Entrepreneurial

from MediaFile:

Online education site raises $3 mil in a round led by Groupon founders

Groupon co-founders Eric Lefkofsky and Brad Keywell have invested in online educational site (with one complicate name) Udemy through their venture capital fund Lightbank. Udemy just announced a $3 million Series A round of financing led by Lightbank that also includes funding from MHS Capital and 500 Startups.

Udemy plans to use the money for hiring and marketing and biz development.

Udemy "the academy of you" offers 6,000 courses covering all sorts of hobby-related subjects like social marketing, how to build a iPhone app, and Art 100 in addition to more traditional topics like intro to psychology. About 90 percent of Udemy's courses are free.

Online education is a pretty hot sector now -- just go ask the Washington Post and its Kaplan division which for the most part has been the driver of growth behind the company synoumous with Watergate and newspapers . Even News Corp is getting in on the act and set up an education unit focused on technology last year.

The $3 million round follows $1 million in funding from MHS Capital, 500 Startups, and several other individual investors.

 

Chicago’s startup community sticks by struggling Groupon

– Connie Loizos is a contributor for PE Hub, a Thomson Reuters publication. This article originally appeared here. The views expressed are her own. –

Not long ago, daily deals giant Groupon was the toast of Chicago, a press darling that received the blessing of Oprah Winfrey, was commended by Forbes as the “fastest growing company ever,” and even reportedly spurned a multibillion-dollar buyout offer from Google.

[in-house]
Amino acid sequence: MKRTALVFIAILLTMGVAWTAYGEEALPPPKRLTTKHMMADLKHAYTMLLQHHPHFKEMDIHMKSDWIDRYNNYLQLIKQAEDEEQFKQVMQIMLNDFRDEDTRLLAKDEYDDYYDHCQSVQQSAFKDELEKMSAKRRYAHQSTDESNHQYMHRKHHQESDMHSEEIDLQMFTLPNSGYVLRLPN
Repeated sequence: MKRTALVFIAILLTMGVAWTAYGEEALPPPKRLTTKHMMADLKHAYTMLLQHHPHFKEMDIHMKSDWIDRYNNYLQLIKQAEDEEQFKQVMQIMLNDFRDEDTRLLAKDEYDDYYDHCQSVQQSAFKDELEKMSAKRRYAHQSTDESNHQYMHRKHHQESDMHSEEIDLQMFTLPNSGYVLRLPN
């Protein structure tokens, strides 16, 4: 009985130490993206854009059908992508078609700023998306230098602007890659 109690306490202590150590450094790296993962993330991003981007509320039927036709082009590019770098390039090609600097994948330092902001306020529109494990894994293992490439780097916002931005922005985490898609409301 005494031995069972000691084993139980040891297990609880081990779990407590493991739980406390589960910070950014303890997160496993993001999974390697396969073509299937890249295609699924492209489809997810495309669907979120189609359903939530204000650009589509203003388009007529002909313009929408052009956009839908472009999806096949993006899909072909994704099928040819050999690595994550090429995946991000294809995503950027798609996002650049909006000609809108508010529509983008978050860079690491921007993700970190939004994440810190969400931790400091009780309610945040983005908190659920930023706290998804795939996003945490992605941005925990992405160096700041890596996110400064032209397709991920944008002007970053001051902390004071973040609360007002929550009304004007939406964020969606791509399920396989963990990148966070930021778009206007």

A Chicago Tribune headline from last December summed up its place in the ecosystem: “Groupon’s Success Adds Luster to Chicago’s Startup Community.”

Sittercity founder to launch “social recommendation engine”

– Connie Loizos is a contributor for PE Hub, a Thomson Reuters publication. This article originally appeared here. –

Genevieve Thiers is not a household name in Silicon Valley, but many Chicagoans know her as the founder of Chicago-based Sittercity, a 10-year-old online subscription-service that marries families to caregivers around the country for help with their children, pets, and aging parents.

Thiers is also among a small, but growing number of second-time entrepreneurs beginning to emerge from Chicago’s young, but maturing tech scene. Next month, Thiers officially launches her newest startup, Contact Karma, with co-founder Maureen Wozniak (no relation to Apple co-founder Steve).

from Reuters Money:

Raw deal: Why Groupon might be bad for business

When Fan Bi wanted to get the word out about his new company, Blank Label, he instantly thought of popular daily-deal sites like Groupon and LivingSocial. By offering a healthy discount for custom-designed dress shirts, “it wouldn’t cost us anything up-front, and we’d get all these new customers,” Bi remembers. “It sounded like a no-brainer.”